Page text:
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The Daily Wildcat

The Daily Wildcat


    UA Union Gallery exhibit presents ‘Monumental Ideas in Miniature Books’

    The writing on the wall says that print is dead, or so we’re told every time devices like Amazon’s Kindle, Apple’s iPad or a new smartphone come along and enable us to forgo ink and paper. Artists help remind us as to why physical books remain an important medium for transmitting ideas, thoughts and emotions from one person to another across time and space.

    The Union Gallery at Student Union Memorial Center is hosting a portion of “”Monumental Ideas in Miniature Books,”” a 2009 exhibition that was curated by Hui-Chu Ying, associate art professor at The University of Akron. Artists from around the world were invited to submit five copies of their books. The 142 works were then divided and sent to travel through the U.S. and abroad.

    Some books on display stick to what we normally expect from a book. One example is “”The Best Fortune”” by Diane Fine. Her accordion-like book contains pages that alternate between a sentence of text and photos from her trip to Sensoji Temple in Tokyo. A sentence like, “”Your wishes will be realized,”” sounds like something out of a fortune cookie at a Chinese restaurant. In fact, the text is an excerpt Fine received at the temple — and when placed next to a grainy, black-and-white photograph of bamboo stalks, such sentences transform into Zen koans that hint at meditative solitude.

    Befitting their size and intimacy, some artists created books that explored personal concerns. UA art professor Andrew Polk created an artist book that bridges family history with that of the world. The pages of Polk’s “”Tapestry”” are filled with the historic, haunting World War II photographs of the Buchenwald concentration camp near Weimar, Germany, taken by Pfc. W. Chichersky. Polk writes that his father served in the “”Great War”” and was missing in action after his plane was shot down around the time these photographs were taken. “”Tapestry”” contains another layer of meaning with its inclusion of bloodstone. With bright red iron oxide flecks that resemble bloodspots, the green gem is associated with martyrs.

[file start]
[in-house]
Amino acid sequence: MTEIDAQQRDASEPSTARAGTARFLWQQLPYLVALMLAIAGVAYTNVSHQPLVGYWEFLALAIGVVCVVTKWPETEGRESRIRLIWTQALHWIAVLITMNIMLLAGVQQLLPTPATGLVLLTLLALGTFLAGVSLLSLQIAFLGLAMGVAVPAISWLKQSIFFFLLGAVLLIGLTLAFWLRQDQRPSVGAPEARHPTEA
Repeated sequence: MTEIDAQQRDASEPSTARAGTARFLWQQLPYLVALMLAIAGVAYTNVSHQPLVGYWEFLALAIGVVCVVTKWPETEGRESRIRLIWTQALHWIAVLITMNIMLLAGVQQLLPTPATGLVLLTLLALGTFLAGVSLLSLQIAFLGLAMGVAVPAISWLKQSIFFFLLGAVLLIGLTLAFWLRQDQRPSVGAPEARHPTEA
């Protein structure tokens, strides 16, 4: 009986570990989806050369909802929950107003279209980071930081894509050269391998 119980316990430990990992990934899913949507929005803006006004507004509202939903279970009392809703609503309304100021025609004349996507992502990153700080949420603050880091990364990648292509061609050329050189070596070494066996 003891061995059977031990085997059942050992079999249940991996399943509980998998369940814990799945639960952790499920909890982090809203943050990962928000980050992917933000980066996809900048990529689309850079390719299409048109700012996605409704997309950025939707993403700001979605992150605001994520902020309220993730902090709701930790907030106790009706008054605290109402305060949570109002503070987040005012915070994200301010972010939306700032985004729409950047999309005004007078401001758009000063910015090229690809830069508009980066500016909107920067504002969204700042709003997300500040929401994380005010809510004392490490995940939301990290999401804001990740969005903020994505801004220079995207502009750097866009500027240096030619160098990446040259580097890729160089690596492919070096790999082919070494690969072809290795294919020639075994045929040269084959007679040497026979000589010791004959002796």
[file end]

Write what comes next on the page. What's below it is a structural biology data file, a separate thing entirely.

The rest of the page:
Some artists suggest that the form of a book can be as malleable and limitless as its content. Joe Feddersen’s “”Panorama”” serves as a canvas where lines and fields of pure color extend across the pages, allowing viewers to see the art either as a whole or as discrete units. One playful take with the book form can be found with Leticia Bajuyo’s aptly titled work, “”A Wonderful Toy.”” A bright pink slinky is sandwiched between a wooden cover to form the “”pages”” of the book. Jill Zevenbergen’s “”Mr. Submarine”” is a technically impressive piece on a mundane subject. A snapshot of one of the “”Mr. Submarine”” sandwich franchise’s locations is presented as five layers of paper. The outline of each object is cut precisely by laser. When looked at through the gray, rectangular viewfinder, the effect can be disorienting, like seeing the world through the eyes of a color blind robot.

    The only possible complaint is that the books need more space in order to convey their full effect to visitors. Sometimes, it can be difficult to make out a book’s idea when only a small portion is visible, and it can be frustrating to read a story only to find it cuts off. But given the variety and richness of what’s there, this is a minor quibble.

    In his book, “”You Are Not A Gadget,”” author and virtual reality pioneer Jaron Lanier laments the limitations we create for ourselves whenever we conform to what our computers and electronic devices can do. “”Monumental Ideas in Miniature Books”” reminds us that we create technology, even something as old as the ink-and-paper book, to help us understand the world and ourselves.

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